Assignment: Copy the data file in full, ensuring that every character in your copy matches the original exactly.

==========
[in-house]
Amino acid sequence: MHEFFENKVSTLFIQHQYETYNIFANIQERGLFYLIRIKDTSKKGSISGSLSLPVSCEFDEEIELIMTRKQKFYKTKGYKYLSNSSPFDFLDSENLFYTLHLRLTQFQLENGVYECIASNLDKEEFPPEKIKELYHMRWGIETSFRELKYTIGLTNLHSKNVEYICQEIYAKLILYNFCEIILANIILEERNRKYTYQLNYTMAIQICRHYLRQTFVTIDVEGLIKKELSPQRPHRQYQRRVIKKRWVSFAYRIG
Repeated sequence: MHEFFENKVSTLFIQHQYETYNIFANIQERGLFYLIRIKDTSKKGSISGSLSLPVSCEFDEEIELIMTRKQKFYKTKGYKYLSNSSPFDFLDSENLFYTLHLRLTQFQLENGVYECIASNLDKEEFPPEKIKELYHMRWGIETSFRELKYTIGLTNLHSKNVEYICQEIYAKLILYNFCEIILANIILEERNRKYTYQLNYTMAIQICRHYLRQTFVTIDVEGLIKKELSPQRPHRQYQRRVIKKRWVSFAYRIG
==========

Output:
[in-house]
Amino acid sequence: MHEFFENKVSTLFIQHQYETYNIFANIQERGLFYLIRIKDTSKKGSISGSLSLPVSCEFDEEIELIMTRKQKFYKTKGYKYLSNSSPFDFLDSENLFYTLHLRLTQFQLENGVYECIASNLDKEEFPPEKIKELYHMRWGIETSFRELKYTIGLTNLHSKNVEYICQEIYAKLILYNFCEIILANIILEERNRKYTYQLNYTMAIQICRHYLRQTFVTIDVEGLIKKELSPQRPHRQYQRRVIKKRWVSFAYRIG
Repeated sequence: MHEFFENKVSTLFIQHQYETYNIFANIQERGLFYLIRIKDTSKKGSISGSLSLPVSCEFDEEIELIMTRKQKFYKTKGYKYLSNSSPFDFLDSENLFYTLHLRLTQFQLENGVYECIASNLDKEEFPPEKIKELYHMRWGIETSFRELKYTIGLTNLHSKNVEYICQEIYAKLILYNFCEIILANIILEERNRKYTYQLNYTMAIQICRHYLRQTFVTIDVEGLIKKELSPQRPHRQYQRRVIKKRWVSFAYRIG